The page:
Instead of layoffs and cuts, some public universities facing budget challenges are following this blueprint for survival: higher charges to students, and more of them. Nowadays, the real money comes from tuition and fees. The average for four-year public colleges rose 81 percent in constant dollars between 2000 and 2014. At Alabama, tuition and fees have about doubled in the last decade, to $10,470 for residents and to $26,950 for nonresidents.
Even when it awards full-tuition scholarships, the university makes money — on dorm rooms and meal plans, books, football tickets, hoodies and school spirit items like the giant Bama banner Ms. Zavilowitz and her roommates bought for the blank wall in the suite’s common area. All told, these extras and essentials brought in $173 million last year — on top of $633 million in tuition and fees, up from $135 million in 2005.
“I hate very much to use this analogy, but it’s like running a business,” Dr. Whitaker said.
What is the relationship between high-frequency traders and liquidity?
Ever since high-frequency trading rose to prominence, a debate has raged over whether the ensuing arms race between super-fast traders helped or hindered markets. One side argues that it helps because the massive number of transactions the fastest traders engage in lower costs by reducing the spreads between bids and offers. Critics counter that, in reality, spreads widen since slower traders need to charge higher spreads as insurance against getting caught flatfooted by a fast-moving event.
Starting in 2010, high-frequency traders began using ultrafast microwave links to relay prices and other information between Chicago and New York. To begin with, only some traders had access to microwave networks. Until 2013, others had to rely on less speedy fiber-optic cable.
But microwave transmissions are disrupted by water droplets and snowflakes, so during heavy storms traders using the networks switch to fiber. Messrs. Shkilko and Sokolov used weather-station data from along the microwaves’ paths to determine when storms occurred and then looked at what happened to bid-ask spreads in a variety of securities during those periods.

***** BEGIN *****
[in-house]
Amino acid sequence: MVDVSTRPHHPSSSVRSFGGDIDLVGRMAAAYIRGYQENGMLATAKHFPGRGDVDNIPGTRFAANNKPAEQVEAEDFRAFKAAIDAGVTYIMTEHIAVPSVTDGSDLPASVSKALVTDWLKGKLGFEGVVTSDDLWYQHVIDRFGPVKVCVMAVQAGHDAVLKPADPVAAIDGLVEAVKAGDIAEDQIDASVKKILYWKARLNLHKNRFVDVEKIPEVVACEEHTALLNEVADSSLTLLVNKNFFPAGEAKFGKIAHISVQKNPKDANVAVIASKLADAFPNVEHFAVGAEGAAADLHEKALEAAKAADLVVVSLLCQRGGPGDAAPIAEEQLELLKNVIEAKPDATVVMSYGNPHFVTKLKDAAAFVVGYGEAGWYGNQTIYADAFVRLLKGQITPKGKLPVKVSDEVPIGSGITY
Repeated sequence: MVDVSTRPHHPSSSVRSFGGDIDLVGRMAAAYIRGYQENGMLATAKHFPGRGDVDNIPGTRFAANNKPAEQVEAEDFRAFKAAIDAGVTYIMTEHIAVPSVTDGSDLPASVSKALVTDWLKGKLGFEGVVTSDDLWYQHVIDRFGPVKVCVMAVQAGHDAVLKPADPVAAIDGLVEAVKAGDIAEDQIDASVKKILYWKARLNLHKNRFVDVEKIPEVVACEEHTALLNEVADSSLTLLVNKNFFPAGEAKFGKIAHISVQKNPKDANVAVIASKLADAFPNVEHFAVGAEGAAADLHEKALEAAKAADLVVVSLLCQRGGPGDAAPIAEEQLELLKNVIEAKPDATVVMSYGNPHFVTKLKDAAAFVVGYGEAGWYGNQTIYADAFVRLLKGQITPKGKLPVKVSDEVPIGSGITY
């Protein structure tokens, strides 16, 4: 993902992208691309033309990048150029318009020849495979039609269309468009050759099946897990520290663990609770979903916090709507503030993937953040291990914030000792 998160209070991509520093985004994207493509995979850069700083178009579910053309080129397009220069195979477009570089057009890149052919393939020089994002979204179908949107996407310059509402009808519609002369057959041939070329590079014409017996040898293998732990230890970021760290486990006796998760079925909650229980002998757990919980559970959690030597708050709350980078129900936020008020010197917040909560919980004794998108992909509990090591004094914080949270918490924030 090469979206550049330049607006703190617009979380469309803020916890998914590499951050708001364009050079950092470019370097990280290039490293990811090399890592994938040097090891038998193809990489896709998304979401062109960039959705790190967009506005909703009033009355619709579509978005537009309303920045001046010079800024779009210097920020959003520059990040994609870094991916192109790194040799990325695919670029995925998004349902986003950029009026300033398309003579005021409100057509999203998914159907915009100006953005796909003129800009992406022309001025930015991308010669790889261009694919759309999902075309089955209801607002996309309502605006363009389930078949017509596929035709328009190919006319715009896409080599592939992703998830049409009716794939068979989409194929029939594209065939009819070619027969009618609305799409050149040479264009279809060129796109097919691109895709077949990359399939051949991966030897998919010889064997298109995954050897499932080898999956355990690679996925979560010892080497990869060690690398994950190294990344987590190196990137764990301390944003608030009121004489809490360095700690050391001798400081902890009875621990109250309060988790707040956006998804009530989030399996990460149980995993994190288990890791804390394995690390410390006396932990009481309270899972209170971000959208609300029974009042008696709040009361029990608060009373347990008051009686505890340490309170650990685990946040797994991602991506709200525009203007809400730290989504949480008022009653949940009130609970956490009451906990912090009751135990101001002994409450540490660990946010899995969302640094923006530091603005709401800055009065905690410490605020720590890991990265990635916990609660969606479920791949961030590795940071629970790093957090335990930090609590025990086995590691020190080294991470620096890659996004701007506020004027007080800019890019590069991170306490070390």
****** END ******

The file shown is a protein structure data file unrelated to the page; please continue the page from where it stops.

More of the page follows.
They narrowed, suggesting that the slowing down of the fastest high-frequency traders improved market liquidity.
There are plenty of stories of how U.S. corporations live for the short-term, obsessing over the next quarterly earnings statement to the neglect of their longer-run prospects:
Still, it’s not been established that American corporations are on average more short-term in their thinking than they ought to be.
Perhaps most importantly, it is often easier and better to plan for the shorter term. In information technology, the average life of a corporate asset is about six years, in health care it is about 11 years, and for consumer products it runs about 12 to 15. Very often it is hard for a company to plan its operations beyond those time periods, as the U.S. economy is no longer based on durable manufacturing machines. Production has shifted toward service sectors with relatively short asset lives, and that may call for a shorter-term orientation in response.
Companies often see their short-term problems staring them in the face — think of the need to fire an incompetent manager or lease more office space. It is harder to predict the market 20 years hence, especially when information technology is involved, and thus planning so far out can involve a lot of expense and risk.
Plenty of companies have made big mistakes from thinking too big and too long-term; for instance, a lot of mergers were based on notions of long-run synergies that never materialized. In reality, short-term improvements are often the best way to get to a good long-run plan.
Equity markets do not seem to neglect the longer run. Amazon has a high share price even though its earnings reports have usually failed to show a profit. Possibly the market judgment is wrong, but it’s hardly the case that investors are ignoring the long-run prospects of the company.
Many tech startups have high valuations even though revenue is zero or low. Again, those judgments may or may not be correct, but clearly investors are trying to estimate longer-run prospects. During the dot-com bubble of the 1990s, there was too much long-run, pie-in-the-sky thinking and not enough focus on the concrete present.
Economics Nobel Laureate Eugene Fama once said, “In hindsight, every price is wrong.” With electric and driverless cars, investors are thinking long and hard about what the future might look like and investing in equities accordingly, with share prices to be revised as events develop. If the long-run thinking of the market were systematically defective, it would be possible to profit simply through superior patience. But it is not an easy matter to see further than others.